You can hit a lot of these motions in one drill is the hip CAR’s drill, or the Fire Hydrant if you’re old school:

youtubeid=QXojap4Gzeg
 
Do this to a range that feels comfortable but challenging and keep increasing how far you go over a period of weeks! Your range of motion improve with frequency and if you are sensible enough you can do it daily.

 
1-3 sets of 5 slow rotations per side twice a day.
Once when you first wake up in the morning and the second in the evening!

 

Next: Add Strength & Stability


Now that we’re working on our movement, we want to add strength & stability to our hips so the new range of motion sticks (and doesn’t become weak). Sometimes you can be doing the right stretches but if the stability is lacking, you can still have symptoms of pain!

 
The side plank march is an amazing way to accomplish a lot of strength, with the added bonus of link your core and hips together:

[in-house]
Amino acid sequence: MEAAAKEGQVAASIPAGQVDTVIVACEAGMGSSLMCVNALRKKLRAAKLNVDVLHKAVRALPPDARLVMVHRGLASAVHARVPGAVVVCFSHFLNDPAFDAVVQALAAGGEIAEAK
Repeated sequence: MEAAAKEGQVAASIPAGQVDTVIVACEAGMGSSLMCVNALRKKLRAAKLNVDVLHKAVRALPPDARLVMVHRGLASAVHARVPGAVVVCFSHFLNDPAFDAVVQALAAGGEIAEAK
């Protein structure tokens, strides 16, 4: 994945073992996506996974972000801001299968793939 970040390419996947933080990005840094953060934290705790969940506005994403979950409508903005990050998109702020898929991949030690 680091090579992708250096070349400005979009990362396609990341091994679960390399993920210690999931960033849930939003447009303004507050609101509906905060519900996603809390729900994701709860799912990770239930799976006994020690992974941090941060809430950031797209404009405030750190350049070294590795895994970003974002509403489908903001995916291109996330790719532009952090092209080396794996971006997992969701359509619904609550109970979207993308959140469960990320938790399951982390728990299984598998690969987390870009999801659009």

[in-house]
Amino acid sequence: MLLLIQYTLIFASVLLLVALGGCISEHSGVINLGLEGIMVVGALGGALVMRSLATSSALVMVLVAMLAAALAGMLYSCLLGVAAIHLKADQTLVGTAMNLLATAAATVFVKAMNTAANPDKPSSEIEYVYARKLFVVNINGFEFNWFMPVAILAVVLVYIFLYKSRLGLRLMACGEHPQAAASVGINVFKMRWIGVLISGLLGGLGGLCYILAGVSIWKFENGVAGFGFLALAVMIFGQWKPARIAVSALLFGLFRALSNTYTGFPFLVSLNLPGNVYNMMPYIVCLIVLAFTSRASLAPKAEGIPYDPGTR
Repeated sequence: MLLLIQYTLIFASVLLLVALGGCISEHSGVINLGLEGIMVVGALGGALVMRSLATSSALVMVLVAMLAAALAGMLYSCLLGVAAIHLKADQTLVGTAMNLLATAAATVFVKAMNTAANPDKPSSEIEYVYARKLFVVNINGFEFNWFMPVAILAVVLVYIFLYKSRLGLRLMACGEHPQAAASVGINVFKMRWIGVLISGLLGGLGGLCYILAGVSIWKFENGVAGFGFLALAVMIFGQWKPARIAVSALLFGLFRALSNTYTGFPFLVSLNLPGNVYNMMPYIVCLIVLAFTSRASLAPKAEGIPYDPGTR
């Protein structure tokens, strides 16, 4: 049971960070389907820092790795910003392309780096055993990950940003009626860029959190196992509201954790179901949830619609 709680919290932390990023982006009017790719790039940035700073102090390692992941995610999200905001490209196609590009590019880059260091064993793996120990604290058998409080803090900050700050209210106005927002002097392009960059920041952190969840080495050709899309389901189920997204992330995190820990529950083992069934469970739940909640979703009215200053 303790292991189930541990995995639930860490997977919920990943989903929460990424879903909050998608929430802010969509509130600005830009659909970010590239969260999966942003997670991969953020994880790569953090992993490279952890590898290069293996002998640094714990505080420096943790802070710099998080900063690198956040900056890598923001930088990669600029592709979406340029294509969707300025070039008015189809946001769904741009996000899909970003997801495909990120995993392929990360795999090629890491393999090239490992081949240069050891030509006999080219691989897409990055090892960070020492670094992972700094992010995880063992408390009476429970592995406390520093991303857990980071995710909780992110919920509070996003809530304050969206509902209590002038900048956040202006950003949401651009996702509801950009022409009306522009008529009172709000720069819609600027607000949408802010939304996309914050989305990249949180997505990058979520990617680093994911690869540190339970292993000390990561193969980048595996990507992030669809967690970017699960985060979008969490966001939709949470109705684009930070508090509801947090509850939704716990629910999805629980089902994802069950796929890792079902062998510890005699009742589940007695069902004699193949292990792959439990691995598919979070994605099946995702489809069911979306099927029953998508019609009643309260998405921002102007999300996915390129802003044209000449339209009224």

youtubeid=k7MWslnTd6E

 
If you cannot do this exercise at all then don’t worry – but you have some work to do! Don’t give up if you find it hard, instead accept your starting point and challenge yourself to keep practicing until it becomes a normal movement for you

A good goal is 10 marches per easily without stopping.

Aim for 2x 10 per side after your hip CARs.
This eventually will be 10 unbroken, but at first it could be 10 single reps with a rest inbetween each.

 

Finally: Learn & Practise Deep Hip Movements


Lastly, combining range of motion with stability in a movement will build confidence in your hips and teaches your body that it is safe & strong. 

 
For that you need exercises that include deep hip positions. I highly recommend learning the Cossack squat and to include it into your training. 
 

Start assisted by either holding on to something or using a counterbalance weight out in front of your body to build confidence, over time you’ll be able to get deeper and deeper into the movement:

youtubeid=41om-6NClHo